By Mary O’KEEFE
On Wednesday a Montrose Search and Rescue team member was injured during a search for a 73-year-old hiker reported missing on Mt. Whitney.
Member Cindy Moyneur England injured her wrist when she slipped on a patchy spot of black ice on her way down Mt. Whitney. She was helicoptered to a local hospital where it was determined that she had damaged the soft tissue of the wrist.
“It was not broken but certainly bruised, swollen and sore,” she said.
Moyneur England was part of a three member team from Montrose Search and Rescue that aided in a search for a missing hiker on Mt. Whitney.
Kenneth Wade Brunette, 73, from Hansville, Wash. was reported missing on Oct. 27 after he failed to return from a day hike up Mt. Whitney in the Sequoia National Park.
“On Oct. 25 he had apparently planned to do a one day summit which is an extremely arduous trail. It is about a 14 hour effort to summit and return,” said Mike Leum, Montrose Search and Rescue team member.
As Brunette, an avid hiker, was attempting to summit on Sunday at about 4 p.m. he came across some hikers who were making their way down the summit.
“The hikers allegedly were concerned about him at the time but he was about a mile and a half from the summit and wanted to continue,” Leum said.
One of the hikers turned and shot a picture of Brunette as he continued his climb.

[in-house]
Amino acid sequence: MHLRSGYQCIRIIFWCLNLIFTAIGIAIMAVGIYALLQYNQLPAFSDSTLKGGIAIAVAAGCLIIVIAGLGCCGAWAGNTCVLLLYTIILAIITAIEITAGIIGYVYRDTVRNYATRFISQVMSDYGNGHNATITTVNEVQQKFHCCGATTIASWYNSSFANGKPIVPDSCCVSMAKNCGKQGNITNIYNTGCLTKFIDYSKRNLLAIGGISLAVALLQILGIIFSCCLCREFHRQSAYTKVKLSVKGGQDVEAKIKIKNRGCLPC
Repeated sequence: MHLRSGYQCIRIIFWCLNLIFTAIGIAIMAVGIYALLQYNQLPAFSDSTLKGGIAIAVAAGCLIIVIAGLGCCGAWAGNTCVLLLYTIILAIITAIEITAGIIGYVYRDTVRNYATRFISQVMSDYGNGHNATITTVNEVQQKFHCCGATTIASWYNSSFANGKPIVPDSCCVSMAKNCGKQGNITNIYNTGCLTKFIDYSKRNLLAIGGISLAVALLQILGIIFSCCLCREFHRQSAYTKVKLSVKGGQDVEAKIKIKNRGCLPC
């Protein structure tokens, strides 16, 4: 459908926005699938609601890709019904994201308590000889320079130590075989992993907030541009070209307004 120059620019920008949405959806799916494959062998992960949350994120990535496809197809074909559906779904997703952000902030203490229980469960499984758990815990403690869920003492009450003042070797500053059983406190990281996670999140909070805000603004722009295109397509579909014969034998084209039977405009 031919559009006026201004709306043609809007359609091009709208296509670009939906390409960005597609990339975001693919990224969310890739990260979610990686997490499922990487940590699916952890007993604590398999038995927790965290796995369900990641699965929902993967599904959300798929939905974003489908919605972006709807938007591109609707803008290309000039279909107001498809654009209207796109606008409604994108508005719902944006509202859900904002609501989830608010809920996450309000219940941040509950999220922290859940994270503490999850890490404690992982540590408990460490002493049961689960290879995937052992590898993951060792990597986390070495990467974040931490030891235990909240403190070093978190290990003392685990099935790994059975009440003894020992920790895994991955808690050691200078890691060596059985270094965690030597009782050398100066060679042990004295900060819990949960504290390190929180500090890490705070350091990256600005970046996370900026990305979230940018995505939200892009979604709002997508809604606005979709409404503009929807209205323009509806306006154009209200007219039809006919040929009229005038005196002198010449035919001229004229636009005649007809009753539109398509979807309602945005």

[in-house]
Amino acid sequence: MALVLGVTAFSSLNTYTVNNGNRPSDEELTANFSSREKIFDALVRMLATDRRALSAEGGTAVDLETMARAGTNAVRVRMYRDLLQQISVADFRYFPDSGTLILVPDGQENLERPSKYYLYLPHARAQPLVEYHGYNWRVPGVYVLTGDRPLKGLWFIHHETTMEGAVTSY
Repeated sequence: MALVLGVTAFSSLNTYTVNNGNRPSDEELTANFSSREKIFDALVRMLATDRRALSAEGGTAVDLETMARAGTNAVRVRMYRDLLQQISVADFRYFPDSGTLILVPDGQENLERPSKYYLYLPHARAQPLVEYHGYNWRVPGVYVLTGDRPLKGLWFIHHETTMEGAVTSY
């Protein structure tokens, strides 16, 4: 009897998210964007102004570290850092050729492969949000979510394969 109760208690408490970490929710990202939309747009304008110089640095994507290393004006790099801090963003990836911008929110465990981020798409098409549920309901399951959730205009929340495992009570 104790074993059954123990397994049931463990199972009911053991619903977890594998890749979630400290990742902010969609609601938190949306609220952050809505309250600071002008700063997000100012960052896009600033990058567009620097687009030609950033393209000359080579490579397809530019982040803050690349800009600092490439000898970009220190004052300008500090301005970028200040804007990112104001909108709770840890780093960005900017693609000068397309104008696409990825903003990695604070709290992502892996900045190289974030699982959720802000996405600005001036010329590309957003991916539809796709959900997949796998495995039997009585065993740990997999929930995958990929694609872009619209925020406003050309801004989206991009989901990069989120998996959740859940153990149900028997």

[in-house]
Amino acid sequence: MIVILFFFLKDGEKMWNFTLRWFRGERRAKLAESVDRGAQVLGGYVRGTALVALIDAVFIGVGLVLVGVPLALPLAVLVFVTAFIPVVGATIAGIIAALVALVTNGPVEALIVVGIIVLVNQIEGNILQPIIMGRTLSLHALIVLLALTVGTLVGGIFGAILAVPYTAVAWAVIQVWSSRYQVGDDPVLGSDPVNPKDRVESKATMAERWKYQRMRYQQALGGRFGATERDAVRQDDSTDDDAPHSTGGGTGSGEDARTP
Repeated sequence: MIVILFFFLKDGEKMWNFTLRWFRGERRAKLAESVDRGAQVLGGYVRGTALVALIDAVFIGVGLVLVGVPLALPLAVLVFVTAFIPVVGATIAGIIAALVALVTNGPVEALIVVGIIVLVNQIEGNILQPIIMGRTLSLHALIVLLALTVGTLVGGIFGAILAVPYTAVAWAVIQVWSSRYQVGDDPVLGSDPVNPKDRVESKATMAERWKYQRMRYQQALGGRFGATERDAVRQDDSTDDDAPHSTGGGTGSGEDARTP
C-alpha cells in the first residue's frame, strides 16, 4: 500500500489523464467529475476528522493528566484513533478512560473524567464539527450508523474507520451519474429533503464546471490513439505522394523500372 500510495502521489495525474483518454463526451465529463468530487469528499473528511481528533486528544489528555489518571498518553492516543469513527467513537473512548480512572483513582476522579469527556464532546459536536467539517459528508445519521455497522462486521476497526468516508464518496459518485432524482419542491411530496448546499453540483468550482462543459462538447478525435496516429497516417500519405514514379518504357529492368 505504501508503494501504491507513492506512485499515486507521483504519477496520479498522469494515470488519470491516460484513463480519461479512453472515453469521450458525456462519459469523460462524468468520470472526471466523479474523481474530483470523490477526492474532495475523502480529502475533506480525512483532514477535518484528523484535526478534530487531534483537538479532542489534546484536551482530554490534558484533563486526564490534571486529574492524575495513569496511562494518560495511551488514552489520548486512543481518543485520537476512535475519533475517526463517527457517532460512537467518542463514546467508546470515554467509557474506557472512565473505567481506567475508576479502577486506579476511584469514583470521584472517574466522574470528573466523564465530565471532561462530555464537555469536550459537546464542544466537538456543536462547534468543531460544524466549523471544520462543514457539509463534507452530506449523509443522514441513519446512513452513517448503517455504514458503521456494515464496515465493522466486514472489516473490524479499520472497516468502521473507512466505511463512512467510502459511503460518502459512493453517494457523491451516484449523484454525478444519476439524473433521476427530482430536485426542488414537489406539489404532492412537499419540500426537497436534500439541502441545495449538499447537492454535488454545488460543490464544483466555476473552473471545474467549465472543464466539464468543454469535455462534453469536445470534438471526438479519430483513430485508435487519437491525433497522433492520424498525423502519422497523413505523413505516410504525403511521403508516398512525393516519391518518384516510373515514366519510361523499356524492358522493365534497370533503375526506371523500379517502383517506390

That was the last time anyone saw him. His body was found by a dog team about 1 p.m. on Oct. 31 on the eastern slope of the mountain.
About 100 emergency and search and rescue personnel from all over California were called to help in the search, said Andrienne Freeman, Sequoia National Park spokeswoman.
Montrose, Sierra Madre and Altadena search and rescue teams were among those that responded.
“We got up there on Wednesday (Oct. 28) night and Thursday morning we received our briefing,” Leum said.
Moyneur England, Leum and a trainee began to set up the base camp. They were carrying heavy packs from 50 to 70 pounds each and began to climb up to the 4,000 foot base camp. The winds were so strong that helicopters could not assist in the camp set up or search. During the hike the trainee began to show signs of acute altitude sickness and could not continue in the search. Crescenta Valley Sheriff Deputy Jeff Martin joined the search.
“Setting up base camp took a good part of Thursday due to the winds,” Leum said.
Freeman said the winds were reported with “sustained gusts at 100 miles per hour and the temperatures were in the single digits.”
The tents had to be secured with spikes and boulders to hold it in place.
“It was a long night. It was bitter cold and the wind was so strong then at around three or four in the morning it all just stopped and the sky was clear,” Moyneur England.
The team had completed it search mission and was on their way down the mountain to meet with other teams. The terrain transitioned from rock to ice and Moyneur England fell.
“I was wearing crampons (footwear attachments for icy conditions) but I just hit a piece of ice. The fall was worse because I was wearing the 50 pound backpack.,” she said.
At the time they were not certain how serious her injuries were but Moyneur England is a physical therapist and knew what to do to secure her wrist.
“I ended up making a split with one of my trekking poles and duck taped it to her arm,” Leum said.
Due to the icy conditions, the team requested a helicopter transport to the nearest hospital.
Moyneur England is not recovering from the fall. Her wrist and arm are still bruised and swollen.
“I am feeling fine. I am just icing my wrist and keeping it elevated. It’s bruised but I think my ego is more bruised than my arm,” she joked.